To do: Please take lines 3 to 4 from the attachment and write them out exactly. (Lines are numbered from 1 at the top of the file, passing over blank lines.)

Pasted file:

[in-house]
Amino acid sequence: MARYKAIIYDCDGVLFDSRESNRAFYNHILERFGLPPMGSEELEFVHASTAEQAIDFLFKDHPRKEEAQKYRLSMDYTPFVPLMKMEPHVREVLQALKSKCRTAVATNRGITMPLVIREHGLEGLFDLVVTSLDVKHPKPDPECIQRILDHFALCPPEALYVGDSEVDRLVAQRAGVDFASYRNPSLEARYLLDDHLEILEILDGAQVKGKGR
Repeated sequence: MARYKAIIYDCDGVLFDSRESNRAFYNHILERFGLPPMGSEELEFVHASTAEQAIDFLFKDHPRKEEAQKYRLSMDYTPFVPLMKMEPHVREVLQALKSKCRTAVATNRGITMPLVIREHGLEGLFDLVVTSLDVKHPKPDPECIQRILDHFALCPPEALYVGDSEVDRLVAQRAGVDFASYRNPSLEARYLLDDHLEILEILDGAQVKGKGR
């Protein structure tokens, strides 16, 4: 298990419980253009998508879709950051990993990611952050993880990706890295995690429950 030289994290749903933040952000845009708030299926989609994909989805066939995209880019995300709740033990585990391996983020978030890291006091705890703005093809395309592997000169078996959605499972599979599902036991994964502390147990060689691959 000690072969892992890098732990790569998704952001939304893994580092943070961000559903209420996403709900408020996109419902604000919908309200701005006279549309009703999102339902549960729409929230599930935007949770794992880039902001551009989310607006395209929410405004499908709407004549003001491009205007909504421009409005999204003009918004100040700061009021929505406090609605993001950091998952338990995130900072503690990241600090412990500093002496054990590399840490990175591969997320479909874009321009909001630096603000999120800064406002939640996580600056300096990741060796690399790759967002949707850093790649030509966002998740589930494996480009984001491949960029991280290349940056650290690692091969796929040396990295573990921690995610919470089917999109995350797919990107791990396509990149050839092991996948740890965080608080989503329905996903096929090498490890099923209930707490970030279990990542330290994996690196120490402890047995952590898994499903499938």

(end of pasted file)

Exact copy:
Repeated sequence: MARYKAIIYDCDGVLFDSRESNRAFYNHILERFGLPPMGSEELEFVHASTAEQAIDFLFKDHPRKEEAQKYRLSMDYTPFVPLMKMEPHVREVLQALKSKCRTAVATNRGITMPLVIREHGLEGLFDLVVTSLDVKHPKPDPECIQRILDHFALCPPEALYVGDSEVDRLVAQRAGVDFASYRNPSLEARYLLDDHLEILEILDGAQVKGKGR
């Protein structure tokens, strides 16, 4: 298990419980253009998508879709950051990993990611952050993880990706890295995690429950 030289994290749903933040952000845009708030299926989609994909989805066939995209880019995300709740033990585990391996983020978030890291006091705890703005093809395309592997000169078996959605499972599979599902036991994964502390147990060689691959 000690072969892992890098732990790569998704952001939304893994580092943070961000559903209420996403709900408020996109419902604000919908309200701005006279549309009703999102339902549960729409929230599930935007949770794992880039902001551009989310607006395209929410405004499908709407004549003001491009205007909504421009409005999204003009918004100040700061009021929505406090609605993001950091998952338990995130900072503690990241600090412990500093002496054990590399840490990175591969997320479909874009321009909001630096603000999120800064406002939640996580600056300096990741060796690399790759967002949707850093790649030509966002998740589930494996480009984001491949960029991280290349940056650290690692091969796929040396990295573990921690995610919470089917999109995350797919990107791990396509990149050839092991996948740890965080608080989503329905996903096929090498490890099923209930707490970030279990990542330290994996690196120490402890047995952590898994499903499938």